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Mining the personal – using Open Correspondence to explore correspondents

Iain Emsley - May 25, 2011 in Open Correspondence

Jonathan Gray, in his post on mapping influence on intellectual history, asks some very sensible questions regarding the influence of books on intellectuals and how they talk to each other. He comments that:

One could even imagine using other sources (library lending data, lecture lists, reading lists, catalogues, letters, notes and other sources) to try to systematically establish things like: * Author X corresponded with author Y * Author X possessed a copy of work A

In Open Correspondence, one of the aims is to look at the social networks of letters. Social networks are more than the people though.  As Jonathan identifies there are networks of things. Books are inherently social things. When somebody reads a text, they tend to mention it to somebody via a blog, review, tweet and so on. In the nineteenth century, the best way of doing this is in letters between people. It intersects with my personal interest in the literary history and how books ‘speak’ to each other.

As part of the recent Book Hackday, I decided to try and use the Letters schema, which is in development, to try and answer some of these questions using the current dataset, letters from Charles Dickens.

At the moment, the first of Jonathan’s queries is perhaps relatively simple.

The list of correspondents from the set is currently found at www.opencorrespondence.org/correspondent which offers links to the individual pages and some further data. I pulled these into a Redis NoSQL store as a separate list with the intention of using these at a later date to build collections of the works. I have found a bug that is preventing me finishing this at the moment but the idea I am trying to explore with this is the ability for users, say a school or university, to build their own version of a collection of letters without needing to photocopy them from a book.  This list in itself does not know whether the correspondent is an author. Perhaps this is a later addition to the metadata but it does require a data source to check against, something that would be very useful for gleaning bibliographic data.

The index can be the re-used to show the relationships by using the Javascript Infovis Toolkit. Another idea for a useful graph. That answers the first of Jonathan’s questions in part. Work still needs to be done to do this but visualisations have been generated – just not dynamically yet but that is part of the finalising stage.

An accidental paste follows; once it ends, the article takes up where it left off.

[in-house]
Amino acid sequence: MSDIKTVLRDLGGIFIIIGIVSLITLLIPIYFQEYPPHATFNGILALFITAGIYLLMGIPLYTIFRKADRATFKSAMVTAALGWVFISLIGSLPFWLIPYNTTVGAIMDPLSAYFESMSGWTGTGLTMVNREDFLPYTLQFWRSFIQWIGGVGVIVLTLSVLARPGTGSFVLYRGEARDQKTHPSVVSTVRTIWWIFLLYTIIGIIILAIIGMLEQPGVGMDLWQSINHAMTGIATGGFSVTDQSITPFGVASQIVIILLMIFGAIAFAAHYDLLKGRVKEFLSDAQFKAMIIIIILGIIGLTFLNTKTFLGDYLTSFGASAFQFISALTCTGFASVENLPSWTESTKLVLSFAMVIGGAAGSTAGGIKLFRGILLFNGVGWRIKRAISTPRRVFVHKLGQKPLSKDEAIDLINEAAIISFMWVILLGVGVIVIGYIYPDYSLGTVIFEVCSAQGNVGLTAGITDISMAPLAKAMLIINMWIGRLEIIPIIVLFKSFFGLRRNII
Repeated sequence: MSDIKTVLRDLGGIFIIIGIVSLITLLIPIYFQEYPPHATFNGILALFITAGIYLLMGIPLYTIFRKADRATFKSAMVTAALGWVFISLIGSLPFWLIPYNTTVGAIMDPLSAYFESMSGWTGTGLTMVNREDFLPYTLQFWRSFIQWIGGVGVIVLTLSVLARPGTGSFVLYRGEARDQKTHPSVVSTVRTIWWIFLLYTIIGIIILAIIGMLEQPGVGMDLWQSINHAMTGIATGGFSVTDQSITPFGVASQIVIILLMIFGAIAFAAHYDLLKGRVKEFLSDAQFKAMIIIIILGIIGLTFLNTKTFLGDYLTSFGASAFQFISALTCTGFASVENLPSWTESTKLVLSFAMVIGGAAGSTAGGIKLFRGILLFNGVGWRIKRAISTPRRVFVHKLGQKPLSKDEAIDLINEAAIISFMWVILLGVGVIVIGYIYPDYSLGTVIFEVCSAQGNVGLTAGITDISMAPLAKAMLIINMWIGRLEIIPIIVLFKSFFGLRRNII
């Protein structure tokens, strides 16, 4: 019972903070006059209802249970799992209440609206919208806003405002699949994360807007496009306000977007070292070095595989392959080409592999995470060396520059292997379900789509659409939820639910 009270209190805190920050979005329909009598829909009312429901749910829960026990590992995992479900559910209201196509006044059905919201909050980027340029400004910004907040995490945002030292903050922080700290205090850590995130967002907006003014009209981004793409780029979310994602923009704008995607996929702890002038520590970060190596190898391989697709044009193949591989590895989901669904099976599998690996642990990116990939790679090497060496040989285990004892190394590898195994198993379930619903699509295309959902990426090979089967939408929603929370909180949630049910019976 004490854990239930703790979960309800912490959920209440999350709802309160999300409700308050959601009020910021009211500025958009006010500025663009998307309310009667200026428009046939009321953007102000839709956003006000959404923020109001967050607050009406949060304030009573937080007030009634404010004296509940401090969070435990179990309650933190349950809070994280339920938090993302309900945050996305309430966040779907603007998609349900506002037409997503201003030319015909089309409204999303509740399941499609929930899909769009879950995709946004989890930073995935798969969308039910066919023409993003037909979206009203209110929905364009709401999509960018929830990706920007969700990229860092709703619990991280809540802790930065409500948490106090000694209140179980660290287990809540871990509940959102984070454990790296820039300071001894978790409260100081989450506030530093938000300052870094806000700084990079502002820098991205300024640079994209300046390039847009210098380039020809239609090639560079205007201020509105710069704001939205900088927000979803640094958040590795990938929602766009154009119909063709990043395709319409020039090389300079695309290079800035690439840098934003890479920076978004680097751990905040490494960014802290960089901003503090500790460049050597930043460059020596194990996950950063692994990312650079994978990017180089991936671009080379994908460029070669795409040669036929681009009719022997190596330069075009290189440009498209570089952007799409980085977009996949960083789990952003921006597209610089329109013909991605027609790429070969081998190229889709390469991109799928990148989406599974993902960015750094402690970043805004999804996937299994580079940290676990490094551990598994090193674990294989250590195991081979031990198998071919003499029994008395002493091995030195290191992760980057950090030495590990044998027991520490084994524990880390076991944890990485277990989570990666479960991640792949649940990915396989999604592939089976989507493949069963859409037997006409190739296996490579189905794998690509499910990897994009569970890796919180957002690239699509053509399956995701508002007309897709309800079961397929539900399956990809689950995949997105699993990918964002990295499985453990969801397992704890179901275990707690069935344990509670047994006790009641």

Of course a follow up question is what did they write about to each other. Out of the myriad of things it might be, I’ve tried to focus on book titles, in particular the ones that Dickens wrote. In the first part of trying to find the books, I’ve focussed on his own works but when I can find the right API, then I hope to extend it. Perhaps the Open Bibliographic British Library dataset would be a good place to start but that is for another day. It does allow the researcher to view at a glance which books an author read, whether or not they owned them.

A slightly more statistical question that I thought might be interesting is graphing the spread of letters sent to a correspondent. Each correspondent  had an index for their own URI and it struck me as interesting to find expose try to ‘re-think’ the index to allow the user to discover information in different ways. I created a store in Redis which contains the results of a SPARQL query and then it shows the number of letters written per year using Protovis for the visualisation. From this we might see whether the correspondence lasts for some time, suggesting either persistence or importance, or whether it was focussed or brief. The graph comes from the results for W A Macready, an actor to whom Dickens wrote for a number of years. It shows a fairly steady stream of letters suggesting a stable relationship.

Graph of letters to WA Macready

Graph of letters to WA Macready

The toolkit is still in development and is perhaps too reliant on Redis but I thought I’d share some of the ideas that are being developed. It needs to fit into the current database structure, or perhaps running of the current endpoint. The toolkit stores lists of data which needs visualisation and to provide a basic API with the medium term aim to put it into the data section of the Open Correspondence site. The other side of the toolkit is that through using it, various areas to be improved have come to light.

I do think that it is beginning to answer some of Jonathan’s questions. The APIs will not replace the role of scholarship but it can show ways into the data that might not have been thought of or to give the researcher an overview of the data. They show what can be done with indexing though, that indexes can be redesigned to show different pieces of data in different contexts.